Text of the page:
Schedules A/B of the bankruptcy petition requires the debtor to list and describe all real estate that the debtor has an interest in. This includes: life estates, remainderman interests, interests in mineral rights, and partial interests in real estate.
Bankruptcy Petition in Minnesota
The petition requires the disclosure of the address of the property, type property, owners of the property, and the current valuation of the property. (Note: you will be asked to provide the current fair market value of the property and may be asked to provide information on the valuation method). And it is important to provide an accurate legal description of the property-if an accurate legal description is not provided this may be an issue if and when the property is transferred in the future.
Exemptions in Minnesota
Protecting the homestead in a bankruptcy requires the use of exemptions. Exemptions allow the debtor to remove an asset from the bankruptcy estate. The homestead exemption is based on the value of the equity in the home. While the homestead exemption for the federal exemptions limits the homestead protection to $25,150 (doubled for joint filers). For a debtor with a large amount of equity in his home he would use Minnesota exemptions, which allows a debtor to exemption up to $450,000 in equity in a homestead.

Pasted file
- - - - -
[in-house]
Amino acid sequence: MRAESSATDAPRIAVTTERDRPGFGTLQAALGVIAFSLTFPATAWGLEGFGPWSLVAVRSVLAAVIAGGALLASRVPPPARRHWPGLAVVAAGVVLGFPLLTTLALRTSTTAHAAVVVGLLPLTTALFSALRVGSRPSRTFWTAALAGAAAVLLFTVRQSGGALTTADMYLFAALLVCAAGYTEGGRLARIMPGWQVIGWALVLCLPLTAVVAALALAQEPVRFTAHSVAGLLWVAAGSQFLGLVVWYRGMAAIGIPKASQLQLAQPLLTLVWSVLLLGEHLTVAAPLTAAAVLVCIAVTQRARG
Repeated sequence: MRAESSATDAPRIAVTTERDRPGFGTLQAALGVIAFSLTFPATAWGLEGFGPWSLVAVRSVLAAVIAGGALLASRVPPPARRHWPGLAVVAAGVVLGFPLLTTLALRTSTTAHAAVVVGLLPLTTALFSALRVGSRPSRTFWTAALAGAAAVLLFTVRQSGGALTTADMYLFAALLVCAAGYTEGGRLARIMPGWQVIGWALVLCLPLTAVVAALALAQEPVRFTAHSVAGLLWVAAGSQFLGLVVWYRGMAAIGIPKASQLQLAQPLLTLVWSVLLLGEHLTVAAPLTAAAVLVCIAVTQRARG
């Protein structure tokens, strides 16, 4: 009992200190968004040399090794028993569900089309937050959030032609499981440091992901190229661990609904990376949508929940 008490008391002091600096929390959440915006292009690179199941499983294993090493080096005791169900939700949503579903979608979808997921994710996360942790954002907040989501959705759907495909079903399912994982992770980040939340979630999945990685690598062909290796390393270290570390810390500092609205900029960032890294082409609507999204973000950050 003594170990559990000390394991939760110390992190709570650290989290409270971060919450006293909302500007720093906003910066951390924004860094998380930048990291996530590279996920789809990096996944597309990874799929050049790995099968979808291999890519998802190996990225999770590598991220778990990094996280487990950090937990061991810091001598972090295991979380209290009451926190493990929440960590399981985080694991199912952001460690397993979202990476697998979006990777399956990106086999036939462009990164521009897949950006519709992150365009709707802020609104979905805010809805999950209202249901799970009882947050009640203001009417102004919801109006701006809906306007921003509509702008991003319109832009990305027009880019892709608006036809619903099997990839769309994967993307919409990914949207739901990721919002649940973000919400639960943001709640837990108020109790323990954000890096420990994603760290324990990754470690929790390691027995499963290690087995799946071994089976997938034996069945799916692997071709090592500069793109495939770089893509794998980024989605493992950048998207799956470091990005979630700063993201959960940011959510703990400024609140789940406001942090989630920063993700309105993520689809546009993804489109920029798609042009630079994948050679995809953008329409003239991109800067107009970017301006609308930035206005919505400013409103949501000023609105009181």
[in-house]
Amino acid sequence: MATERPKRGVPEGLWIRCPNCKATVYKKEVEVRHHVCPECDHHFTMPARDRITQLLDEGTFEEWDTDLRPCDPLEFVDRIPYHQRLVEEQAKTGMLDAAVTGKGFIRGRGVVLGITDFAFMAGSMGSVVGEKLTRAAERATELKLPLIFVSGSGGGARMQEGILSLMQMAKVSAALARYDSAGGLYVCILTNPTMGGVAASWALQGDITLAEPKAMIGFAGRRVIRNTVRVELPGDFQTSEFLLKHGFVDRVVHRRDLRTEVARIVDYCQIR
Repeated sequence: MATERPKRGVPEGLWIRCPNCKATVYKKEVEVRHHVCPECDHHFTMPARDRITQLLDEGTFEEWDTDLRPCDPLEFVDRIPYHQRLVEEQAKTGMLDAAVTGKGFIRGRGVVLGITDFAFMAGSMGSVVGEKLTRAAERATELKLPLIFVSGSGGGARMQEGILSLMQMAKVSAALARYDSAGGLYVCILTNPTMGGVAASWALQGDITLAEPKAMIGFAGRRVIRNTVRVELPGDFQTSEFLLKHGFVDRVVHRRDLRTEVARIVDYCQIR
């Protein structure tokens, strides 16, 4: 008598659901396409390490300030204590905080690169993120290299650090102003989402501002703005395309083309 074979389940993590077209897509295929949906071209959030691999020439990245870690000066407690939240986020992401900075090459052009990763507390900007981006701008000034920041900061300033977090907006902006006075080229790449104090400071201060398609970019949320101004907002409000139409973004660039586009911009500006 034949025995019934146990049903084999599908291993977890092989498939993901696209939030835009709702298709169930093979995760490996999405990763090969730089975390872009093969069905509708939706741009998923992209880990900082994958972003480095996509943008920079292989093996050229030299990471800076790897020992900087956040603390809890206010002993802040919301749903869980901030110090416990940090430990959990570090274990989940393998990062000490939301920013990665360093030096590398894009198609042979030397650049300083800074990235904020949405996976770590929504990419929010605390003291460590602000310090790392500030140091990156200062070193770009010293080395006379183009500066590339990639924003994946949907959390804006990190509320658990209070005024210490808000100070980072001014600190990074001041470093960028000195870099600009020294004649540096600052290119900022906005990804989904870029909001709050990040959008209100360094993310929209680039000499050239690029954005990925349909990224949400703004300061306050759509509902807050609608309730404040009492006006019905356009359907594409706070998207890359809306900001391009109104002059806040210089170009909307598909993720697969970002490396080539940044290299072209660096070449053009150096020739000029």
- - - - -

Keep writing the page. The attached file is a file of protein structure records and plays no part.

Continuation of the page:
Minnesota Homestead Exemption
The homestead may include any quantity of land not exceeding 160 acres. The exemption per homestead, whether the exemption is claimed by one or more debtors, may not exceed $450,000.
The Minnesota homestead exemption is permitted per homestead not by individual filer as is allowed in the Federal exemptions. The Minnesota homestead exemption allows the filing individual to claim the full amount of the allowable Minnesota homestead exemption.
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All interests in real estate must be disclosed on the bankruptcy petition. Both Federal and Minnesota exemptions have homestead exemptions that allow for the equity in the home to be protected in the bankruptcy, however, there are limits to both exemptions. Contact the attorneys at LifeBackLaw and see us at www.LifeBackLaw.com. You will be glad you did!